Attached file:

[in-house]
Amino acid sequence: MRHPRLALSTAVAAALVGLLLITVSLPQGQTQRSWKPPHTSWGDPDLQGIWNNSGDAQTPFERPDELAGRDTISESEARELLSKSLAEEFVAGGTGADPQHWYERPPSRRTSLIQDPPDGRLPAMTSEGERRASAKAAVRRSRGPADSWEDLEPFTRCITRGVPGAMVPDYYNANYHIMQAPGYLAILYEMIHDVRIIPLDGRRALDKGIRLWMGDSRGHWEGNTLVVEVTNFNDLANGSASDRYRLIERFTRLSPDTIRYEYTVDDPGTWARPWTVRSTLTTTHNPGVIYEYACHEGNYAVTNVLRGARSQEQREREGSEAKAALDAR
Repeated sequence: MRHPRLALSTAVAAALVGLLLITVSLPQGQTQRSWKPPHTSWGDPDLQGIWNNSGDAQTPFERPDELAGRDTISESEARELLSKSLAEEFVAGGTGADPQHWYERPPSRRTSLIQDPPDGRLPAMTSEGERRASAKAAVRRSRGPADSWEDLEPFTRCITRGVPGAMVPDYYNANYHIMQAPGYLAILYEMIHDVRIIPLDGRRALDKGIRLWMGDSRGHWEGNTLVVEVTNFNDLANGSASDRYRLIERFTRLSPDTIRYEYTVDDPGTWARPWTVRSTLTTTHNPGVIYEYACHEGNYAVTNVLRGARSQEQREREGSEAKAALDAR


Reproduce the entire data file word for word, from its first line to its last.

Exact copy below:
[in-house]
Amino acid sequence: MRHPRLALSTAVAAALVGLLLITVSLPQGQTQRSWKPPHTSWGDPDLQGIWNNSGDAQTPFERPDELAGRDTISESEARELLSKSLAEEFVAGGTGADPQHWYERPPSRRTSLIQDPPDGRLPAMTSEGERRASAKAAVRRSRGPADSWEDLEPFTRCITRGVPGAMVPDYYNANYHIMQAPGYLAILYEMIHDVRIIPLDGRRALDKGIRLWMGDSRGHWEGNTLVVEVTNFNDLANGSASDRYRLIERFTRLSPDTIRYEYTVDDPGTWARPWTVRSTLTTTHNPGVIYEYACHEGNYAVTNVLRGARSQEQREREGSEAKAALDAR
Repeated sequence: MRHPRLALSTAVAAALVGLLLITVSLPQGQTQRSWKPPHTSWGDPDLQGIWNNSGDAQTPFERPDELAGRDTISESEARELLSKSLAEEFVAGGTGADPQHWYERPPSRRTSLIQDPPDGRLPAMTSEGERRASAKAAVRRSRGPADSWEDLEPFTRCITRGVPGAMVPDYYNANYHIMQAPGYLAILYEMIHDVRIIPLDGRRALDKGIRLWMGDSRGHWEGNTLVVEVTNFNDLANGSASDRYRLIERFTRLSPDTIRYEYTVDDPGTWARPWTVRSTLTTTHNPGVIYEYACHEGNYAVTNVLRGARSQEQREREGSEAKAALDAR